Monte is a card game in which one player has the “Monte”. Who has it? At the beginning nobody knows because all cards are secret! Each player has to take a turn to flip one of their cards and carry out the action on the card. Actions will include passing, trading, shuffling, etc… and once all players have taken an action, everyone has to guess who has the Monte. Correct guesses gain points for the guesser, but lose points for the player with the Monte. If a player correctly guesses that they have the Monte then they get a bonus! Play repeats until one player gets to a predetermined point value and is crowned the winner!
It may hit you in the shower. It may hit you in the middle of a meeting at work. It may hit you in the middle of the night. Epiphany can strike at any time and you have to be ready for it.
I realize that I have another epiphany series that I have started on this blog, but honestly, I felt that this particular epiphany warranted a Game Creation Series post instead.
And today’s card is…
Piece: Chess Pawn/Die
Oh boy. If you know me then you know that I’m not the biggest fan of social games… Making up stories, convincing other players that I’m not the werewolf or trying to sell my best sun-block parasol are just not my forte.Negotiation doesn’t have to mean social deduction, but that’s the first thing that popped into my head when I saw the card. I’m not going to back down from my own challenge however, so I’m going to try and come up with something that is negotiation but is not a social deduction type game.There are plenty of games where you trade with other players. Even Catan has negotiation in it, but that isn’t the focus of the game, and my game has to focus on the negotiation. The easiest theming that comes to mind is a set collection game where you have to trade with other players to get the cards that you need. Perhaps each player has a secret point system or win condition that they are playing towards. Once the opponents figure it out they can take steps to block that player from meeting the win condition. How will this game work? Each player will be dealt two (out of 12 or 16 total) win condition or point cards. They will choose one and discard the other. This let’s each player know some number of win conditions that aren’t present in the game. The main deck of cards will be made up of, let’s just say 4 suits for ease so that we can prototype with a standard deck of cards. You will start with a hand of 7 cards. Each turn you have to negotiate a trade. Then using some number of cards from your hand you play a set of some kind, containing 2 or 3 cards. For now let’s say that can be either multiples of a number (i.e. a pair of 2s), matching suits (i.e. a flush), or a run of three cards (i.e. a straight). The cards in the set that you play may include the cards that you just traded for, or it can be only cards that you already had in your hand.The negotiation may include anything from cards in you hand to future trade considerations to random allowances of card draw to having the player discard their hand, and even cards that are already on the table in a set. For that last one any cards from a set on the table that aren’t included in the trade must be discarded.Instead of trading or drawing from the main deck, a player may discard their win condition the. draw two win condition cards and then discard one. This way the player is always only going for a single win condition.If your sets on the table ever match the win condition on your card, then announce that and you win the game.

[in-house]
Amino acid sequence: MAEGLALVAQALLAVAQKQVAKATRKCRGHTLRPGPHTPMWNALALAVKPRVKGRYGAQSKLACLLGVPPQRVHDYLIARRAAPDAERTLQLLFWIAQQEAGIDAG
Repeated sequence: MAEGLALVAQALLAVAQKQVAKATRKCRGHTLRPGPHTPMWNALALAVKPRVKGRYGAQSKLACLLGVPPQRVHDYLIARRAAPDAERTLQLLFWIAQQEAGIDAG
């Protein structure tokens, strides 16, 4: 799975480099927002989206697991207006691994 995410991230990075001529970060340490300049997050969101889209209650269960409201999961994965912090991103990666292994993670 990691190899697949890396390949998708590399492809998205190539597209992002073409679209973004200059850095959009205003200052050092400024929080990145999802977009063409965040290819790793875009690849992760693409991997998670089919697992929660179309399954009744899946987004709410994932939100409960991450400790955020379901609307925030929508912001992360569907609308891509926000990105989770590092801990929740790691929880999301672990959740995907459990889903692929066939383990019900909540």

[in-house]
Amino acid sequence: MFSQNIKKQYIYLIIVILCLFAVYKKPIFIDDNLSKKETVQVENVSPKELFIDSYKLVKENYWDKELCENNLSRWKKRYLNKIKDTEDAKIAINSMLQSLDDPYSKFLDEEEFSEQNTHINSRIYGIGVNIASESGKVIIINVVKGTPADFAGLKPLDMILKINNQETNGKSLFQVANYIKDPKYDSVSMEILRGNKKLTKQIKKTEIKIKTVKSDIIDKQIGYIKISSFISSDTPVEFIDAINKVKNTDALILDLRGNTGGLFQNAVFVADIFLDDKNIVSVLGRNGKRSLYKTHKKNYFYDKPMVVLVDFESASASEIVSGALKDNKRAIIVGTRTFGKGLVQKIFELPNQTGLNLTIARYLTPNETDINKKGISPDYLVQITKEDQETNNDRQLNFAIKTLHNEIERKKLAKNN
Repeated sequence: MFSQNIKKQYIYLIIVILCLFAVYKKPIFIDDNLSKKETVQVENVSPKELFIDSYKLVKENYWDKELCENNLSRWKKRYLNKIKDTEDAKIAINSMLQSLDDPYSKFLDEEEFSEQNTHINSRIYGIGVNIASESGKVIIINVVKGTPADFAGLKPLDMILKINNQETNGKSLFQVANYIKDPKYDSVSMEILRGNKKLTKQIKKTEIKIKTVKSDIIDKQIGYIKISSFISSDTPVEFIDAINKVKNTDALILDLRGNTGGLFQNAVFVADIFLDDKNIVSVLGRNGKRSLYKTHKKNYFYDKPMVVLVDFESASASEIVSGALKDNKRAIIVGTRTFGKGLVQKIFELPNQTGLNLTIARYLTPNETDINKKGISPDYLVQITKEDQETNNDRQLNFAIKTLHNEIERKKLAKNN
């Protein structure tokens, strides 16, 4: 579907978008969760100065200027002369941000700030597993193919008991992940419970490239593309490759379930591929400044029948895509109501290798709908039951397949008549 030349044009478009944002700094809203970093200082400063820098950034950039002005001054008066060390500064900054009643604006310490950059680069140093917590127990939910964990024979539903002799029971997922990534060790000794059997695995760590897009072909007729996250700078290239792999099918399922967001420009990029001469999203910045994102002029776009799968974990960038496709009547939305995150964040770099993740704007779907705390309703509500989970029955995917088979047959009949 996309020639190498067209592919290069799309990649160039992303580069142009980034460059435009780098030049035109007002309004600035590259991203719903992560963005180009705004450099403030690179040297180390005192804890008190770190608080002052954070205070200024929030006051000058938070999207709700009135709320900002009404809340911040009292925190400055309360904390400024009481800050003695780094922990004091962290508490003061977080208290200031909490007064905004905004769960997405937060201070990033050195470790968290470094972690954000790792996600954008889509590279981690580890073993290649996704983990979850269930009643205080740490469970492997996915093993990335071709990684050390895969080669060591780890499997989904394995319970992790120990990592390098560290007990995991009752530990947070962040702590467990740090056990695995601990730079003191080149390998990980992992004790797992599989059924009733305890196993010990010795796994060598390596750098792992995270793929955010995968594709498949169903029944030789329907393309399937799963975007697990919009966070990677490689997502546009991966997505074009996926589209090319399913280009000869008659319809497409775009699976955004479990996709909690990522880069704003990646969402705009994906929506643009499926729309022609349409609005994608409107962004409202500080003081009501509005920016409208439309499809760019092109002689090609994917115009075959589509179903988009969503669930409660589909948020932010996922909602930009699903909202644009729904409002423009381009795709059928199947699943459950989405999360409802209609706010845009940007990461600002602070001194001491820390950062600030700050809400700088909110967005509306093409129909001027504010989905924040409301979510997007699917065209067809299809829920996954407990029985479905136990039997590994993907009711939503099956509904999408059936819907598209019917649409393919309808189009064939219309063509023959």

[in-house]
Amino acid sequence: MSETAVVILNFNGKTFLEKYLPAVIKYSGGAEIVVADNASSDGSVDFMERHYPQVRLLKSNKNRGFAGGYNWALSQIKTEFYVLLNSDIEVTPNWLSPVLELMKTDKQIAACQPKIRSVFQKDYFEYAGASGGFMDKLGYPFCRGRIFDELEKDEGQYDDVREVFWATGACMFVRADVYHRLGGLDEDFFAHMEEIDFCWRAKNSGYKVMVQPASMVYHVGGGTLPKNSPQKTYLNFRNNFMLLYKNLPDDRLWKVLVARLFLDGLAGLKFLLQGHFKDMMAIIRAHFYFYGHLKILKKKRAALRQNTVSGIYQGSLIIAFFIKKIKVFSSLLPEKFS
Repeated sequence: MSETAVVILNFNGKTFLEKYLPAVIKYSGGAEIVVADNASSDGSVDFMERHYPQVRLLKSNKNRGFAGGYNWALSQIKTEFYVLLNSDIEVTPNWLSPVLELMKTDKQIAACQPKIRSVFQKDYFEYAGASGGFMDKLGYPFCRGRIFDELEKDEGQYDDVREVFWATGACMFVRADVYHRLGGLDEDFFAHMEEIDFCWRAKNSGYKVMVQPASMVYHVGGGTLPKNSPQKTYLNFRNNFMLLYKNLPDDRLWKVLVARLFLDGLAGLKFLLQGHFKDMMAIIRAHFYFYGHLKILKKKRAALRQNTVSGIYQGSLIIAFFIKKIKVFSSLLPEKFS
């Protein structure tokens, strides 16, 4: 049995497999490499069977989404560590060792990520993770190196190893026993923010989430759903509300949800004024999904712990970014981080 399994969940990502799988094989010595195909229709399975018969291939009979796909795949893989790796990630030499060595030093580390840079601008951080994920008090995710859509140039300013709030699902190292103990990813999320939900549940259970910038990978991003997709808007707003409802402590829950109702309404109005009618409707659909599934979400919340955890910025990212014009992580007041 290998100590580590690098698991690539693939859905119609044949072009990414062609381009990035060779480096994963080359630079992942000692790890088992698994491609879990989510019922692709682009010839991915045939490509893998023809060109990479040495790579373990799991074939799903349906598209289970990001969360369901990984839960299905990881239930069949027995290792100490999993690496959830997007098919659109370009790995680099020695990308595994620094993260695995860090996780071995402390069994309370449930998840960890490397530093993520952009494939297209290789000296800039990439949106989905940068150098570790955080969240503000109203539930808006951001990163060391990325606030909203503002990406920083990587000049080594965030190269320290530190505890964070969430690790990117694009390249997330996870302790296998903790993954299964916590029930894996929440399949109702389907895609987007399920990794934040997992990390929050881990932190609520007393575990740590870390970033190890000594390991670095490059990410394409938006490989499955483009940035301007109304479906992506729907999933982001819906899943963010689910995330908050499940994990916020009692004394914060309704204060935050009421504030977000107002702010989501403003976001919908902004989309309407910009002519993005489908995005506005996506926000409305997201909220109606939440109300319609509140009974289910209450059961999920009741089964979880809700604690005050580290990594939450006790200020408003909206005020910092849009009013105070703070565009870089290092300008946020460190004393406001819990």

Draw, Trade, Win is a negotiation card game where players are trading to collect sets which they use to fulfill a hidden win condition that is unique to each player. The only way to escape negotiation is to draw a new win condition. Negotiation has no rules so entice your opponents with anything you want to be able to collect the cards that you need. Be alert however, the first player to meet their win condition will win the game immediately!Full Disclosure: this challenge took longer than I wanted to. I stayed on the train for an extra stop and still didn’t finish in time… but I still haven’t gotten to the office yet, so it’s still valid in my book!